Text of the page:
Teachers are schooled on interfaith families

Teachers are schooled on interfaith families

Conservative group stresses ‘outreach’ and sensitivity

What does a Hebrew school teacher tell a Jewish child who is upset at the prospect of attending a wake for someone on the Christian side of his or her family?

How should a teacher respond when a student says, “One of the things we had for Passover dinner was ham”?

Questions like these were put to 100 area educators on Sept. 7 as part of a seminar held at Marlboro Jewish Center on teaching the children of interfaith families in the religious school setting.

Attending the event, cosponsored by the MJC religious school and Keruv Committee, were teachers and principals from MJC’s religious and nursery schools and from Temple Rodeph Torah in Marlboro, Temple Beth Shalom in Manalapan, Monmouth Reform Temple in Tinton Falls, and Temple Shalom in Aberdeen.

Lynne Wolfe, a consultant for the Federation of Jewish Men’s Clubs’ Keruv Institute, facilitated. An arm of Conservative Judaism, FJMC has been out front within the movement in encouraging greater sensitivity to families with members from different religious traditions.

The Keruv Institute (from a Hebrew word meaning “bringing closer” or “outreach”) runs seminars and training sessions for rabbis, synagogue lay leaders, and now educators. The programs are an acknowledgement that intermarried couples are increasingly becoming part of Conservative Jewish life.

“The teachers are on the front line; you are the first people who see the children from interfaith families,” said Wolfe.

From 1991 to 2005, Wolfe directed Pathways, an outreach program for interfaith families sponsored by United Jewish Communities of MetroWest, the Jewish federation covering Essex and Morris counties.

Now living in San Francisco, Wolfe holds the title of “mentor” within the Keruv program.

“Children who grew up in Conservative congregations, who went to Hebrew school, who went to a program in Israel, who went to Solomon Schechter schools were now in the greater world — and they intermarried,” she said. “They found someone they loved, and the person they were marrying was not necessarily converting to Judaism.”

FJMC is credited with prodding the movement to embrace keruv, under the principle that the chances of a child in an interfaith home being raised Jewish will diminish if synagogues and schools don’t create a welcoming space for them. Two years ago, a movement-wide keruv subcommittee was created representing the four major Conservative organizations.

“If the teachers don’t know how to respond to these kids, they can hurt their children,” said Rabbi Charles Simon, FJMC executive director and an originator of the Keruv Initiative.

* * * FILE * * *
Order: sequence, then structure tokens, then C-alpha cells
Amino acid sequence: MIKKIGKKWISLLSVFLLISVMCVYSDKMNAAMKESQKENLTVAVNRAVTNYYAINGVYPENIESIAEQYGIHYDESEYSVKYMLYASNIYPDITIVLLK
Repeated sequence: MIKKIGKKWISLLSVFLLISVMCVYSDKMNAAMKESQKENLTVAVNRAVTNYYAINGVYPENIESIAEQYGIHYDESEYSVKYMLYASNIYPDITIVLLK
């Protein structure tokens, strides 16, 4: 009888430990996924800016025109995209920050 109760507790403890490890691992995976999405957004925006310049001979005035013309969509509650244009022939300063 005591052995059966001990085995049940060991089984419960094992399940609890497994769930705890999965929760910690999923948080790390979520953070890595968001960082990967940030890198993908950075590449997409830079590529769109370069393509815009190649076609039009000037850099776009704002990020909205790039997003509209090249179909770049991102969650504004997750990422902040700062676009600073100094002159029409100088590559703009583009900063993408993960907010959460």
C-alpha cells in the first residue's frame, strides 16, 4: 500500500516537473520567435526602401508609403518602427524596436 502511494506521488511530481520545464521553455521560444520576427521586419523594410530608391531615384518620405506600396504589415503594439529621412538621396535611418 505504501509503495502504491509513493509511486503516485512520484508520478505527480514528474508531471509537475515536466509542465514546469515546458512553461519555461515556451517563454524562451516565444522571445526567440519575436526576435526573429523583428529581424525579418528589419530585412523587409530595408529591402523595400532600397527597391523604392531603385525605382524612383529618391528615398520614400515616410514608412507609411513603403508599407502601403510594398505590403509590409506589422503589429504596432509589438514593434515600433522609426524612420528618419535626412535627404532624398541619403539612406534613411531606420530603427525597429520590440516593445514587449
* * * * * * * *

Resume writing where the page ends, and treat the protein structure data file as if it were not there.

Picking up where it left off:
“If the teacher says, ‘You cannot do these things in your home’ and the student says, ‘We do these things in our home,’ if the teacher has handled it poorly, not only is Johnny going to be upset, but his parents are going to be upset, as they rightfully should be,” he told NJJN in a Sept. 16 phone interview. “This requires teachers’ developing a new sensitivity about how to respond to children in an age-appropriate manner when these situations arise.”

At MJC, after Wolfe’s introduction, participants gathered in small groups to discuss scenarios that have taken place in their classrooms. The seminar concluded with members of all the groups reconvening to share their responses.

The teachers who took part, said Rabbi Michelle Pearlman of Monmouth Reform Temple, “left feeling better prepared for their students and families and more enlightened and positive about a critical issue in Jewish life today.”

MJC’s Rabbi Michael Pont said the initiative is aptly named. “Keruv is a Hebrew word that means ‘to bring close.’ I believe that anyone who wants to come close to Torah is not only welcome, but I, as a spiritual leader, am thrilled,” he said.

“Given that we have a growing number of students in our schools from interfaith homes, I am proud that we had a terrific session to aid teachers in welcoming them and their families.”

According to Simon, synagogues that use the Keruv program or those that have made independent outreach to interfaith families “have become more welcoming, more open, more sensitive to intermarried couples. Ten years ago, most intermarried couples who came to a Conservative shul couldn’t get in the front door. Now everybody is going to welcome them. That is a success story.”

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